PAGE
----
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egraphic communication with Washington should be interrupted, I directed Lieutenant Comstock, my Chief-Engineer, on the morning of the fourteenth, to ask General Wooon the morning of the fifteenth: Washington, November 14, 1862. Lieutenant Comstock: I have received your two telegrams to-day. Captain Spaulding has arriv headquarters Eng. Brig., Washington, D. C., November 17, 1862--7 P. M. Lieutenant Comstock, Engineer, General Burnside's Headquarters, A. of P.: Major Spaulding General. headquarters Eng. Brig., Washington, D. C. November 18, 1862. Lieutenant Comstock, or in his absence, Chief of General Burnside's Staff: Major Spauldine waiting for his return was told that a despatch had been received from Lieutenant Comstock, my Chief Engineer, wishing to know if he (Colonel Spaulding), with his and I take pleasure in referring to the reports of General Woodbury and Lieutenant Comstock for a more detailed account of this gallant work. It was now near nig
ur command back to Beaufort, and report to these headquarters for further instructions. You will not debark at Beaufort until so directed. General Sheridan has been ordered to send a division of troops to Baltimore, and place them on sea-going vessels. These troops will be brought to Fort Monroe and kept there on the vessels until you are heard from. Should you require them, they will be sent to you. U. S. Grant, Lieutenant-General. Brevet Major-General A. H. Terry. Lieutenant-Colonel C. B. Comstock, aide-decamp (now brevet brigadier-general), who accompanied the former expedition, was assigned in orders as chief engineer to this. It will be seen that these instructions did not differ materially from those given for the first expedition; and that in neither instance was there an order to assault Fort Fisher. This was a matter left entirely to the discretion of the commanding officer. The expedition sailed from Fort Monroe on the morning of the sixth, arriving on the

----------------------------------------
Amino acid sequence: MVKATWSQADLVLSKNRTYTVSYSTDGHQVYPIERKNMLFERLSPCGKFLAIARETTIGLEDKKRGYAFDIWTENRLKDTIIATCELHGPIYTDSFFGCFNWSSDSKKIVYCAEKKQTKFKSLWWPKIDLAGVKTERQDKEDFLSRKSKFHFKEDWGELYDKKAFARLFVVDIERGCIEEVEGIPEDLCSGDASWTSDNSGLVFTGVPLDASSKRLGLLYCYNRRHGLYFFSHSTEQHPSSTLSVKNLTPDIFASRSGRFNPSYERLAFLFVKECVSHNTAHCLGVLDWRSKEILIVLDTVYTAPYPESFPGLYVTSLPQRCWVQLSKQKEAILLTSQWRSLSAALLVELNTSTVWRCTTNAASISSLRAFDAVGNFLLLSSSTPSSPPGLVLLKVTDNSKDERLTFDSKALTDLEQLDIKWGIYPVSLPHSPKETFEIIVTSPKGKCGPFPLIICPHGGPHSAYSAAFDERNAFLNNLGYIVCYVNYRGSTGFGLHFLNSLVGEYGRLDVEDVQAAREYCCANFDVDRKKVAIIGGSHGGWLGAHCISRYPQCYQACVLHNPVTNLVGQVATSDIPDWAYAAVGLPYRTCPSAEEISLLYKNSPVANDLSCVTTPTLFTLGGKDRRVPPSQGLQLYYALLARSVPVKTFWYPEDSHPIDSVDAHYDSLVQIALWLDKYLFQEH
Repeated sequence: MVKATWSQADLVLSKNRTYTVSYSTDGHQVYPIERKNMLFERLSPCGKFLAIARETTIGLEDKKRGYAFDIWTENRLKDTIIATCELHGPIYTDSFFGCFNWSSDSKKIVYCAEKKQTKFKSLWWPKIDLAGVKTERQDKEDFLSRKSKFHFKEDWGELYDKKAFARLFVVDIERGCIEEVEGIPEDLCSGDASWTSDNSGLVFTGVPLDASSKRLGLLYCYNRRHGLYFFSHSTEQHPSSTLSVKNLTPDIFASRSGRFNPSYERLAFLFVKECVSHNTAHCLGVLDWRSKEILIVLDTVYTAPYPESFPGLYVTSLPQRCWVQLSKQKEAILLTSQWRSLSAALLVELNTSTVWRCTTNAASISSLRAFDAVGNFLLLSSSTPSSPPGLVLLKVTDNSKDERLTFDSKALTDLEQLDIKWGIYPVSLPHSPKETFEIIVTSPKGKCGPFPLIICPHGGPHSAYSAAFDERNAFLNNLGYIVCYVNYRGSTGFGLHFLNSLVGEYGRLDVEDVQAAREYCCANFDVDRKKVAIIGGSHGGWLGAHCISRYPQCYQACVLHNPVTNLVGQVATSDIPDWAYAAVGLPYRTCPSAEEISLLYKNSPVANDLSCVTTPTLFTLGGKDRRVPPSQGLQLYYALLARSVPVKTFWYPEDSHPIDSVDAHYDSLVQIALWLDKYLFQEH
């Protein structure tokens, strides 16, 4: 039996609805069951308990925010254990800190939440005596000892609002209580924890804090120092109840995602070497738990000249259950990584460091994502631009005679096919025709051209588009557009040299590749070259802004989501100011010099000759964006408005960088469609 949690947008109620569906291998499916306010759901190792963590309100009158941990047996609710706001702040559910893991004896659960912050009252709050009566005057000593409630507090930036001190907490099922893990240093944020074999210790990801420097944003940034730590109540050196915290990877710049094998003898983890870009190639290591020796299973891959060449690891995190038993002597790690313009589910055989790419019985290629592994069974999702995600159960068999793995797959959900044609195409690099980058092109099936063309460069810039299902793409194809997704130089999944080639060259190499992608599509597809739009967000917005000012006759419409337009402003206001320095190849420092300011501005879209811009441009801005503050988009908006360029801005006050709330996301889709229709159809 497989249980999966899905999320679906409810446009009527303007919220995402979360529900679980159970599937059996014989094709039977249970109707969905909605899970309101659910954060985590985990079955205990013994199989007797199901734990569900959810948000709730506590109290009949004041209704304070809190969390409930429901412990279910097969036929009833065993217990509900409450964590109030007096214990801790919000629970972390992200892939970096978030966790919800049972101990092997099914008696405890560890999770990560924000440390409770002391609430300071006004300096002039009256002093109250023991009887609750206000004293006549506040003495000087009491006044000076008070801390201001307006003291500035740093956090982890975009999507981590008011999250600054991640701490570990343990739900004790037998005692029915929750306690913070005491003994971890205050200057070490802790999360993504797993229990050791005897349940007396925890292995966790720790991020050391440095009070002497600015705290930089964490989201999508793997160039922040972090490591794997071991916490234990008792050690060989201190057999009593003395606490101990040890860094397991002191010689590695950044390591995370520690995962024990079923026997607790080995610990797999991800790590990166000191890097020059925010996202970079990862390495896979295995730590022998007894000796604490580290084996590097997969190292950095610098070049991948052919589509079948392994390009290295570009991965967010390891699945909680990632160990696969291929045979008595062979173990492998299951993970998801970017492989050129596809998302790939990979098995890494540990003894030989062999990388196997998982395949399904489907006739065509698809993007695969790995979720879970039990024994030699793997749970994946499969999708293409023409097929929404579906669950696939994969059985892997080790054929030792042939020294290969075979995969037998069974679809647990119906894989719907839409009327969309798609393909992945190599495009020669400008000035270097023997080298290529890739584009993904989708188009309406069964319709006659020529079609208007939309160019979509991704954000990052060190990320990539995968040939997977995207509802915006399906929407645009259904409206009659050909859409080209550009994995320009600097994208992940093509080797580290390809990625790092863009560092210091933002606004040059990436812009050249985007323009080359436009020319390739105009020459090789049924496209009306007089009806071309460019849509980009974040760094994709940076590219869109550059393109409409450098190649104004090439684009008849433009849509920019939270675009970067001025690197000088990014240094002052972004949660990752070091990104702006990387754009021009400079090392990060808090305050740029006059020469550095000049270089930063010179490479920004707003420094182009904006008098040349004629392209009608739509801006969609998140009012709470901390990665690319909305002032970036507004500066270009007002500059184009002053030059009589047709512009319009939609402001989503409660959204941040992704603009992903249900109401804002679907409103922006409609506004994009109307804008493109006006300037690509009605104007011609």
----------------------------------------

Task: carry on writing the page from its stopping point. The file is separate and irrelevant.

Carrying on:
Rebellion Record: a Diary of American Events: Documents and Narratives, Volume 11. (ed. Frank Moore), Doc. 54. the capture of Fort Fisher. (search)
he land-front of the work. General Curtis, Lieutenant-Colonel (now Brevet Brigadier-General) Comstock, the chief engineer of the expedition, and myself, under the protection of the fire of the fleea careful reconnoissance of the work, getting within six hundred yards of it. The report of General Comstock, which, with its accompanying map, is appended hereto, gives a full description of it and i regiment up to the work, and afterward followed up the retreating enemy. To Brevet Brigadier-General C. B. Comstock, aid-de-camp on the staff of the Lieutenant-General, I am under the deepest oblor-General. Brigadier-General J. A. Rawlins, Chief of Staff, City Point, Virginia. Brigadier-General Comstock's report. headquarters United States forces, Fort Fisher, North Carolina, Januaryhultz, Fifteenth New York volunteer engineers. Very respectfully, your obedient servant, C. B. Comstock, Lieutenant-Colonel and Brevet Brigadier-General, Chief Engineer. Major A. Terry, A. A. G.